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Thursday, September 29, 2011

US blows cold after breathing fire

WASHINGTON: After breathing fire for days, the White House and State Department on Wednesday sought to blow cold to mend fences with Pakistan.

The comments by Adm. Mike Mullen, the chairman of the Joint Chiefs of Staff, were the first to directly link the spy agency, the Directorate for Inter-Services Intelligence, or ISI, with an assault on the United States, and they ignited a diplomatic furor with Pakistan’s civilian and military leaders, who have denied the accusation.

Asked on Wednesday whether he agreed that the Haqqani network was “a veritable arm” of the ISI, Jay Carney, the White House press secretary, told reporters, “It’s not language I would use.”

He pivoted quickly to say the Obama administration is united in its assessment that “links” exist between the Haqqani network and the ISI, “and that Pakistan needs to take action to address that.”

Mr. Carney’s comments, echoed by State Department and other administration officials, seemed aimed at supporting Admiral Mullen’s tough comments up to a point, while giving Pakistan a small window to save face.

With American lawmakers considering legislation that would condition billions of dollars in aid to Pakistan on that country’s cooperation in fighting the Haqqani network and other terror groups associated with Al Qaeda, the administration is trying calibrate a response that prods Pakistan to act more aggressively against the Haqqani network but does not rupture already frayed relations.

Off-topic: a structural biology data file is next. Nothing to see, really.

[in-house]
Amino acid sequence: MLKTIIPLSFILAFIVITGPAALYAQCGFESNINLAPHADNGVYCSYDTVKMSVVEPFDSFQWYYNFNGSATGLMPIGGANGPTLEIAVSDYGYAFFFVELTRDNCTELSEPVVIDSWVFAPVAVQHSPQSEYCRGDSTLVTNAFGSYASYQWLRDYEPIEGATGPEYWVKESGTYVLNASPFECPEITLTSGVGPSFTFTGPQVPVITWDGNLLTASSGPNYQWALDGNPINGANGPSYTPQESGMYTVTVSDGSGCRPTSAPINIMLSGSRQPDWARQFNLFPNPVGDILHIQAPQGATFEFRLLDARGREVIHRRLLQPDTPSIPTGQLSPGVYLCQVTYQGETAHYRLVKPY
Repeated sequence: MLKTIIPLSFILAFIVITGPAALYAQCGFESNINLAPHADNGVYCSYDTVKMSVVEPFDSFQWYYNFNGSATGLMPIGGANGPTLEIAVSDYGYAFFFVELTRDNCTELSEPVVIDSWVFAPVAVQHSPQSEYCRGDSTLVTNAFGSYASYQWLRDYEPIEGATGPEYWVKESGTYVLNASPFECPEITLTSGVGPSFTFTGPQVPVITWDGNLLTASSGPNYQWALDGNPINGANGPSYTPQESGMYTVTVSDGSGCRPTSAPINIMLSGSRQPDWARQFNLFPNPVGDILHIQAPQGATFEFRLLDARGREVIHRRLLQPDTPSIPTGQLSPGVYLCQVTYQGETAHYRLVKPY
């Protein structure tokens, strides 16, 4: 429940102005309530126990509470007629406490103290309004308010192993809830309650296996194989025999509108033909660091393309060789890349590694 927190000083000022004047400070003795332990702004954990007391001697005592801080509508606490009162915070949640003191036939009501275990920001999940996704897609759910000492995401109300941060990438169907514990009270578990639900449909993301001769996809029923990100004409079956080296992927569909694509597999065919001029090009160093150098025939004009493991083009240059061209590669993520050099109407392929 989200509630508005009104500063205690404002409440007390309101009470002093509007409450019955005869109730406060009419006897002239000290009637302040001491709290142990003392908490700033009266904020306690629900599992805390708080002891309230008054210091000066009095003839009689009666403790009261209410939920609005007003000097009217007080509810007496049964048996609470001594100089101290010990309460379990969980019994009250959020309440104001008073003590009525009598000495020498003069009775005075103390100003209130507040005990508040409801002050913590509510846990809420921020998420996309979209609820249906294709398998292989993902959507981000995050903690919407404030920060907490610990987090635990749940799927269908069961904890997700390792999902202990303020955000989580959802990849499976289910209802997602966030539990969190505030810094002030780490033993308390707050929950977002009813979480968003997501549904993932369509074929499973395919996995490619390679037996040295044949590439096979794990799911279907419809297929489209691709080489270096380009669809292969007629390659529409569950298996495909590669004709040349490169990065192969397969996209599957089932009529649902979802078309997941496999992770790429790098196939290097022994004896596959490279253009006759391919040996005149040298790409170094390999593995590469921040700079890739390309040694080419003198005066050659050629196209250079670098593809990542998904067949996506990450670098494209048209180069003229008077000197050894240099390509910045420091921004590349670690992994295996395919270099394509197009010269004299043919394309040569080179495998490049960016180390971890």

President Obama’s top national security advisers met Tuesday to discuss a range of familiar options — including unilateral strikes and a suspension of security assistance — intended to get Pakistan’s army to fight militants more effectively. So far, the carrots and sticks have had little impact, American officials acknowledged.

Secretary of State Hillary Rodham Clinton said Wednesday that the administration was completing “the final formal review” to designate the Haqqani network a terrorist organization, having already designated several of its leaders.

She discussed the matter with Pakistan’s foreign minister, Hina Rabbani Khar, when the United Nations General Assembly met last week, Mrs. Clinton said at the State Department. “We discussed the urgency, in the wake of the attack on our embassy in Kabul and on the NATO ISAF headquarters, for us to confront the threat posed by the Haqqani network.” she said, referring to the North Atlantic Treaty Organization’s International Security Assistance Force.

Mrs. Clinton, echoing private statements by American diplomats, acknowledged the strain that the attack — and its links to Pakistani intelligence — had caused, but she also emphasized the need for Pakistan to address what has become a threat to its own society.
“I have no argument with anyone who says this is a very difficult and complex relationship, because it is,” she said in an appearance with Egypt’s foreign minister. “But I also believe strongly that we have to work together despite those difficulties.”
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